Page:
LARB on Tropic of Kansas

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The Los Angeles Review of Books just posted a great long essay on Tropic of Kansas, with contributor Christopher Urban positioning the book as a rare example of a contemporary dystopia of resistance, and comparing it to both Philip K. Dick’s The Man in the High Castle and Richard Adams’s Watership Down.

Tropic of Kansas is an entertaining and engrossing read — and it shows that contemporary dystopian literature need not forgo aspects of ‘resistance’ but can, in fact, be all about it.”

LARB: “Dystopian Resistance: Christopher Brown’s ‘Tropic of Kansas'”

Wall Street Journal on TROPIC OF KANSAS

This weekend’s Wall Street Journal included a nice review of Tropic of Kansas by Tom Shippey—an unexpected highlight of a great weekend that also included an exceptional installment of Armadillocon, Austin’s annual conference on imaginative literature.

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And this morning, my interview with Rick Kleffel at the KQED studios in San Francisco is now available online (in both 1-hour and 7-minute versions), after airing on several Northern California NPR affiliates. Rick also has a generous review of Tropic of Kansas, asserting the book is neither dystopian nor utopian, but merely “utopian”—telling it like it is:

…As hellish as things look; climate change, economic disaster, and Untied, not United States – Brown is happy to offer us some solace as well. Not everybody with a modicum of power buys into the madness. The possibility for real change is present, and low technology is there to help. The experience of reading Tropic of Kansas is thrilling not just because Brown is a masterful plotter with Sig (sort of) maturing into a genuine hero, the kind of character that makes readers want to cheer out loud. One of the major thrill here is realizing that this is not the future. It’s the present, lightly re-mixed, with a plot that reality sadly seems to lack.

It’s hard to turn the pages fast enough as you read Tropic of Kansas. Brown writes set-pieces with a powerfully cinematic eye, but remembers to invest them in character. And, as you are reading, Brown’s visionary writing and world will drop your jaws every time his perceptions laser their way into the heart of today. This happens early and often; importantly, the book was written well before today, so that Brown’s vision seems topical without resorting to “ripped from the headlines.”

It’s also critical that this is not Another Book About the Dire, Awful World. Things are bad in Tropic of Kansas, but not entirely so. There’s a soupcon of “getting-better-ability” even in the most horrific situations. This isn’t dystopian or utopian fiction, but just, what you might call “Topian,” which is to say a system that has Humans in it and thus is incapable of reaching Heaven or Hell. We can imagine both, but we know in our hearts that it’s Purgatory for us…”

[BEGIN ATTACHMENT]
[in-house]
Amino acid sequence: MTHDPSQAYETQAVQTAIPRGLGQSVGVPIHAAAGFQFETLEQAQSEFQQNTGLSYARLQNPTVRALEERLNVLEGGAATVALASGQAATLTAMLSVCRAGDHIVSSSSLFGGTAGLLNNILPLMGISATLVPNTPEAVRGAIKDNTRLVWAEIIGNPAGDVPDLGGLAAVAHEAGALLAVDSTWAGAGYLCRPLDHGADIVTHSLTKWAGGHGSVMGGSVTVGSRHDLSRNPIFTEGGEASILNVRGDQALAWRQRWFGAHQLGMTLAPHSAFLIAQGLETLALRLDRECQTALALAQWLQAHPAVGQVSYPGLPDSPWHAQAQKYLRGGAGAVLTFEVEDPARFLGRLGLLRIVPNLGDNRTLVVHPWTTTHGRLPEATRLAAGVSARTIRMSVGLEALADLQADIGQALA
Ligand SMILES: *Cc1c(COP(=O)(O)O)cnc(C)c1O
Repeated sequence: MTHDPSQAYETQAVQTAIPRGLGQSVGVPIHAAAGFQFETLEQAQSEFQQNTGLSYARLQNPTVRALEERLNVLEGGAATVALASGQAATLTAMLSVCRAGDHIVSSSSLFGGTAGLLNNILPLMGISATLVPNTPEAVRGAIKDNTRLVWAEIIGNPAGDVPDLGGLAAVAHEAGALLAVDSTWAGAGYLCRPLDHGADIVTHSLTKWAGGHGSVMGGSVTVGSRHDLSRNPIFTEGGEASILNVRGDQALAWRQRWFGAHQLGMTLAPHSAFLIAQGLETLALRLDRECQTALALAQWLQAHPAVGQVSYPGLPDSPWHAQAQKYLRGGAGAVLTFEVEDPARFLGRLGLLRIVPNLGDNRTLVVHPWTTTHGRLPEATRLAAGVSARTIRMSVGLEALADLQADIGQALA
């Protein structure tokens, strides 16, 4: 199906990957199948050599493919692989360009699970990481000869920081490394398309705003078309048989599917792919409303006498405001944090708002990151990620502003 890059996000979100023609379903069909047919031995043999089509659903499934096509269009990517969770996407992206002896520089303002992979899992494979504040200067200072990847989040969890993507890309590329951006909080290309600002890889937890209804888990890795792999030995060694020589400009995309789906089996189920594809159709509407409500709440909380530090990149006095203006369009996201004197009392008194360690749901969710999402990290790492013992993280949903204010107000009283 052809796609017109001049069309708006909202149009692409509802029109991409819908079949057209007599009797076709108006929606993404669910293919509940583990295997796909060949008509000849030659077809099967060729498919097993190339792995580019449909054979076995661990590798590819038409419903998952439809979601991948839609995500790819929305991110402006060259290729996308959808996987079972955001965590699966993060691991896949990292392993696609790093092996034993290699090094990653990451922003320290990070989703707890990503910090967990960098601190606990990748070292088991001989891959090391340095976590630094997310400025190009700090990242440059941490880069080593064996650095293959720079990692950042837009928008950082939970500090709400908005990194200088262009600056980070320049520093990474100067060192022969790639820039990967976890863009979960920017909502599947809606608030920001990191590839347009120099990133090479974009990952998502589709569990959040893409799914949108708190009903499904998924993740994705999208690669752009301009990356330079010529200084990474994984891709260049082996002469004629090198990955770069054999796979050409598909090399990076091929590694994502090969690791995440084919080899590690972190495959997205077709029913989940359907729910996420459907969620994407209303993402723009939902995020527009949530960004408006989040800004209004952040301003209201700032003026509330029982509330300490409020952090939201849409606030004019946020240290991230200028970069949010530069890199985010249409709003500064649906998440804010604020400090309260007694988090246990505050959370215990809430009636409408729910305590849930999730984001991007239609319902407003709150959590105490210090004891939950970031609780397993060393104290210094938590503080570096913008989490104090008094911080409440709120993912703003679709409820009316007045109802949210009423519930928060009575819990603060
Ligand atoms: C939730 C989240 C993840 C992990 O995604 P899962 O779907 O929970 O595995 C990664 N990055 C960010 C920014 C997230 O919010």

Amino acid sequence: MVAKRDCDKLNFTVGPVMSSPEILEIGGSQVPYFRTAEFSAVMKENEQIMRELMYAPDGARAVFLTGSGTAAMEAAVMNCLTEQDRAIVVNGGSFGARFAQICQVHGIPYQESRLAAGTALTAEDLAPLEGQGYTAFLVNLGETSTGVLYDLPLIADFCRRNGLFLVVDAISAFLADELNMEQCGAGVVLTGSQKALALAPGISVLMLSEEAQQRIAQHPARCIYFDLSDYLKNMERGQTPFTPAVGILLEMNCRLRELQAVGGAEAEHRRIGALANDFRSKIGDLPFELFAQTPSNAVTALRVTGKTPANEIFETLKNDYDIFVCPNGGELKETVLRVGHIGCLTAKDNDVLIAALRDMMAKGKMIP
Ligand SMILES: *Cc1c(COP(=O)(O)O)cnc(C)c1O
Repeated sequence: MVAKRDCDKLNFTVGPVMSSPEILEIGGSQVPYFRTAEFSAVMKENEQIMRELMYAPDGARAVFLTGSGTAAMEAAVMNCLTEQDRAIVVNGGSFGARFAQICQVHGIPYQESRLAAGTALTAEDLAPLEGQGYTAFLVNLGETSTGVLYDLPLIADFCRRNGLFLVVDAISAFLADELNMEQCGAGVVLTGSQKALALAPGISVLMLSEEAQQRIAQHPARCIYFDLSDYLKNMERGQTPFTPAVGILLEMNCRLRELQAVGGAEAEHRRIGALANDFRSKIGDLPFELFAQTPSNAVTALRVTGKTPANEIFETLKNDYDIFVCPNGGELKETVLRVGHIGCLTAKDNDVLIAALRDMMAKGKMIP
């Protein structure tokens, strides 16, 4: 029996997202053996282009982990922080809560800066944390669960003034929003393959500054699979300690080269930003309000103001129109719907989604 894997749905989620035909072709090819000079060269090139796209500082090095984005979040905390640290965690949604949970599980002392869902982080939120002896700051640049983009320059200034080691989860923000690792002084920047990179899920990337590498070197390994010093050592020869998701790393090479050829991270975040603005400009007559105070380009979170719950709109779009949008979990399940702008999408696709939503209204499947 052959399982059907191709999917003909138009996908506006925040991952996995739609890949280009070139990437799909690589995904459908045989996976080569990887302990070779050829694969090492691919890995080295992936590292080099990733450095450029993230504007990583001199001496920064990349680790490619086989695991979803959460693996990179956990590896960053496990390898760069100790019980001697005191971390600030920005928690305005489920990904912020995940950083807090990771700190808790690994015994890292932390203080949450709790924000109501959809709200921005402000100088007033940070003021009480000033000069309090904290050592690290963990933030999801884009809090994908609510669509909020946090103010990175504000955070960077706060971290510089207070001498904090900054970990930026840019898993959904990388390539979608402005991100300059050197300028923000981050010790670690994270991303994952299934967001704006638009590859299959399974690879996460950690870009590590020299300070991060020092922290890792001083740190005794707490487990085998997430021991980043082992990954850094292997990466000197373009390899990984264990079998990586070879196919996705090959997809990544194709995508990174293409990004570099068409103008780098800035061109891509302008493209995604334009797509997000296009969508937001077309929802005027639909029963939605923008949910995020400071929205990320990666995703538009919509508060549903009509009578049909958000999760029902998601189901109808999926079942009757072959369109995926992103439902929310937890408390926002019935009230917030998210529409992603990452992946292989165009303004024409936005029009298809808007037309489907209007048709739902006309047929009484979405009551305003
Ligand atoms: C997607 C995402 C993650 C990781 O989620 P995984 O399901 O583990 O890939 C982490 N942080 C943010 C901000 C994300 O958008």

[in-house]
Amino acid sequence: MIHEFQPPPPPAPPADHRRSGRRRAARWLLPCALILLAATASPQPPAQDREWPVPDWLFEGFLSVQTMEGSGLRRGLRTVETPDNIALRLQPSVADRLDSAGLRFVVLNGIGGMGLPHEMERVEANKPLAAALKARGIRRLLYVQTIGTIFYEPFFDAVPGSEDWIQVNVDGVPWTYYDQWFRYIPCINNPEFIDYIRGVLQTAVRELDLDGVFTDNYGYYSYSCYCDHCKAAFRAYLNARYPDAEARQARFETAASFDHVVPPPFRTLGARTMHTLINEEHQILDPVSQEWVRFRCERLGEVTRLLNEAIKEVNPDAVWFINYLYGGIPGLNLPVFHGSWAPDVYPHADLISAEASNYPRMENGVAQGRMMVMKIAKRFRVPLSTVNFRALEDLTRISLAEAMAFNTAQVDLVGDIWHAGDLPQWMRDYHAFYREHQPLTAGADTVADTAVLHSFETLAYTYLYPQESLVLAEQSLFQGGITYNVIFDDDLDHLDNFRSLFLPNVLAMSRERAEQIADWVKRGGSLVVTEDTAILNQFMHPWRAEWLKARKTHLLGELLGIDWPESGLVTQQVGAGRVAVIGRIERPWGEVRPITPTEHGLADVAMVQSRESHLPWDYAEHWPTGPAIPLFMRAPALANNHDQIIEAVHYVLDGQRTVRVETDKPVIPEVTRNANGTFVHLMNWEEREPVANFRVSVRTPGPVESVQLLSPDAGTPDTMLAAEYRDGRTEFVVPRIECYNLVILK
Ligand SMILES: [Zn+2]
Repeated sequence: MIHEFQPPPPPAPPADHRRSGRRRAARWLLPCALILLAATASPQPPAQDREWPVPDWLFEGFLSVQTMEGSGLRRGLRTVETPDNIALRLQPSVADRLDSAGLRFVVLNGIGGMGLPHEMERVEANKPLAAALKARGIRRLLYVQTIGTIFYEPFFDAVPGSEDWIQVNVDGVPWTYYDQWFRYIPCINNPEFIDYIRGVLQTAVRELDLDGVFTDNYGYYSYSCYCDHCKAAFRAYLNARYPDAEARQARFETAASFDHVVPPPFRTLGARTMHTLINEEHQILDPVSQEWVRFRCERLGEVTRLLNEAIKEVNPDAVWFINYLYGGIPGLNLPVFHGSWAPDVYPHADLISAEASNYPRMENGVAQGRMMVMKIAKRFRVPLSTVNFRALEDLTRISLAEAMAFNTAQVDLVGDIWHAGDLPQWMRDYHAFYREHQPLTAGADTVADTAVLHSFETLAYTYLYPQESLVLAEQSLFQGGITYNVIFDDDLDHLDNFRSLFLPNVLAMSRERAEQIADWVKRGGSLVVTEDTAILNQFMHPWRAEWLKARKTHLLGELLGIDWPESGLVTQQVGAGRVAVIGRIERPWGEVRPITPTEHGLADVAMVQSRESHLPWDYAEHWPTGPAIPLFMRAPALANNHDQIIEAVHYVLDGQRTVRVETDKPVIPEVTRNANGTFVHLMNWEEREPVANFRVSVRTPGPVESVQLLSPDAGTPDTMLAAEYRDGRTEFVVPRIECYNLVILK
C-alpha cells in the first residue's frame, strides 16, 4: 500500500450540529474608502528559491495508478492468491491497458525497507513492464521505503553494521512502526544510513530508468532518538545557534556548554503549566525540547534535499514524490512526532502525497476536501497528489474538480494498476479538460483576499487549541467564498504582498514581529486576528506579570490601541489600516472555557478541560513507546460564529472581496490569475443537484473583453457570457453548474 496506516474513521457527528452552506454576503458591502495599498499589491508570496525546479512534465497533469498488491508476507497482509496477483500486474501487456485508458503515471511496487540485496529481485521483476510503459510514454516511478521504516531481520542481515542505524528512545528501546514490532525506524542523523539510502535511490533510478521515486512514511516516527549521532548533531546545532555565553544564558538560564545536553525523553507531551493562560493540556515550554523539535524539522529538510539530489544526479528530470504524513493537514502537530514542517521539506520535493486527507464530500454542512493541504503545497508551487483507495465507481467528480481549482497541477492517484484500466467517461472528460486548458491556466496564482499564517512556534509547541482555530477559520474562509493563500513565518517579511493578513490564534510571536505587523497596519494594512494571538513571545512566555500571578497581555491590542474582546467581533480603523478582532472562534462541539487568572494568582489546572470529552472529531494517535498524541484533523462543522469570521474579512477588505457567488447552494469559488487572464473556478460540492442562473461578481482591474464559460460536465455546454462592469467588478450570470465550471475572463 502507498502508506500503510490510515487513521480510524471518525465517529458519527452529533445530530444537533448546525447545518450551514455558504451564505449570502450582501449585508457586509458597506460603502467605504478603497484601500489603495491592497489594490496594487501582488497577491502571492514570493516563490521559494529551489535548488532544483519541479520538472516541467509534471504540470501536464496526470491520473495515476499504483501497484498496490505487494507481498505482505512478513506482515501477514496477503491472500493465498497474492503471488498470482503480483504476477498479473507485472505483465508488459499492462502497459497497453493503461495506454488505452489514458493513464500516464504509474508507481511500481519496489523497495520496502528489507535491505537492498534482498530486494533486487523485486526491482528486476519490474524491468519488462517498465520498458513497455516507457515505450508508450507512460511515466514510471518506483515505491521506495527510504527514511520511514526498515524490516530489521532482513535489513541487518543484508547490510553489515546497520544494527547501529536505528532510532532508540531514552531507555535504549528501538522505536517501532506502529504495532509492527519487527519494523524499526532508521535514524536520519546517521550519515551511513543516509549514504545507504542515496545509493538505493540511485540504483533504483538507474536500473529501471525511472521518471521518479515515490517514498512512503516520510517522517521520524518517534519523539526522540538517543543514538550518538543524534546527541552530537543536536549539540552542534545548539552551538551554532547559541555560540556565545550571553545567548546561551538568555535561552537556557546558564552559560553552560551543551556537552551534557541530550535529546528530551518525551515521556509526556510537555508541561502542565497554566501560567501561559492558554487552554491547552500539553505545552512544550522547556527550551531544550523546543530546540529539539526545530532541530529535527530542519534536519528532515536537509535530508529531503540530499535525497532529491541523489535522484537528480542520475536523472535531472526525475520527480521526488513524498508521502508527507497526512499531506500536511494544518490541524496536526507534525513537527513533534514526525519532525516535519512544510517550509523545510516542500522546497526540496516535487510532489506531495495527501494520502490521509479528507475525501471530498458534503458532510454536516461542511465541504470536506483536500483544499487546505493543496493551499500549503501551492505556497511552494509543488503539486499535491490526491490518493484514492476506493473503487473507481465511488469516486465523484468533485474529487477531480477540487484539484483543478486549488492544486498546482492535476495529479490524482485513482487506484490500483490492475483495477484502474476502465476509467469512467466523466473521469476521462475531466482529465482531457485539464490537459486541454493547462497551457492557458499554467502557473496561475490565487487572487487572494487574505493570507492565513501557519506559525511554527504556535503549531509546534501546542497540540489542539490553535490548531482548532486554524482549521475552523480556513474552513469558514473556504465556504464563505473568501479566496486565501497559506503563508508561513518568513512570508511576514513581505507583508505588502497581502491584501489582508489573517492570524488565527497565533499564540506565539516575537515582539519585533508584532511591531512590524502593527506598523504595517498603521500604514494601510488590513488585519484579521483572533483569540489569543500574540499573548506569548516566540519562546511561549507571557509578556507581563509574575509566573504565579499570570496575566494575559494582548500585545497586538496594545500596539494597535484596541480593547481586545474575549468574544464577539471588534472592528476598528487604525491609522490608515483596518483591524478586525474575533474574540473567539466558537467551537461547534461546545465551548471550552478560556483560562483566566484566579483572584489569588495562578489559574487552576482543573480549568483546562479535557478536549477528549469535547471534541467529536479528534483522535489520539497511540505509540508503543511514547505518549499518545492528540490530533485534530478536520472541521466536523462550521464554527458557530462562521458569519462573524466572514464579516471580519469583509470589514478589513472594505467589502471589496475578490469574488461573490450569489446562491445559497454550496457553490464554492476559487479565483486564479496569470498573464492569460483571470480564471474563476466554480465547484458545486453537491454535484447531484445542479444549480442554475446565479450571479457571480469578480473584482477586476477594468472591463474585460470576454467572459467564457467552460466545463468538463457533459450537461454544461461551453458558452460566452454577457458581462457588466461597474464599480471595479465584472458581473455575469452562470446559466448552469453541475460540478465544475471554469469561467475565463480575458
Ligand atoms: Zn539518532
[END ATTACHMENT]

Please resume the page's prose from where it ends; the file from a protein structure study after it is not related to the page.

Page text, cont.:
Wall Street Journal—”Double Dystopia

Narrative Species/Agony Column—”Christopher Brown’s Tropic of Kansas: Topian Fiction” 

NPR on TROPIC OF KANSAS

NPR on ToK

A frighteningly believable portrait of an American future that is closer than you want it to be.”

Nice new review of Tropic of Kansas up at NPR this morning, for those who like “modern dystopian buffet” with their Sunday brunch (and some nominal spoilers).

NPR: ‘Tropic Of Kansas’ Rips Dystopia From The Headlines

 

Kirkus on TROPIC OF KANSAS

Preorder Tropic of Kansas from AmazonDelighted to see Tropic of Kansas in the latest roundup of summer reading recommendations at Kirkus, written by SF Signal editor John DeNardo:

In Brown’s all-too-plausible near future, the United States as we know it is no more. Instead of being a group of states ruled by the government, Middle America is a collection of warring territories where civil unrest and revolution are the new normal. The so-called Tropic of Kansas – described as ‘the parts of the Midwest that had somehow turned third world’ – is a demilitarized zone where civilian militias impose their own brand of cowboy justice. Into this arid wasteland comes Sig, the abandoned son of political dissidents, and Tania, his foster sister, a government investigator blackmailed into helping a tyrannical government hunt down her foster brother. Brown’s story moves quickly and he packs quite a lot of ideas and world building into every sentence. My advice: hang on and enjoy the dark but satisfying ride.

Kirkus Reviews: “Your Best Bets for Fascinating SF/F/H Reads in July”

TROPIC OF KANSAS — final copies unboxed

Via the Instagram feed of my publisher Harper Voyager, awesome video of my amazing editor David Pomerico unboxing the first box of final copies of my novel Tropic of Kansas, which will be hitting the shelves three weeks from tomorrow.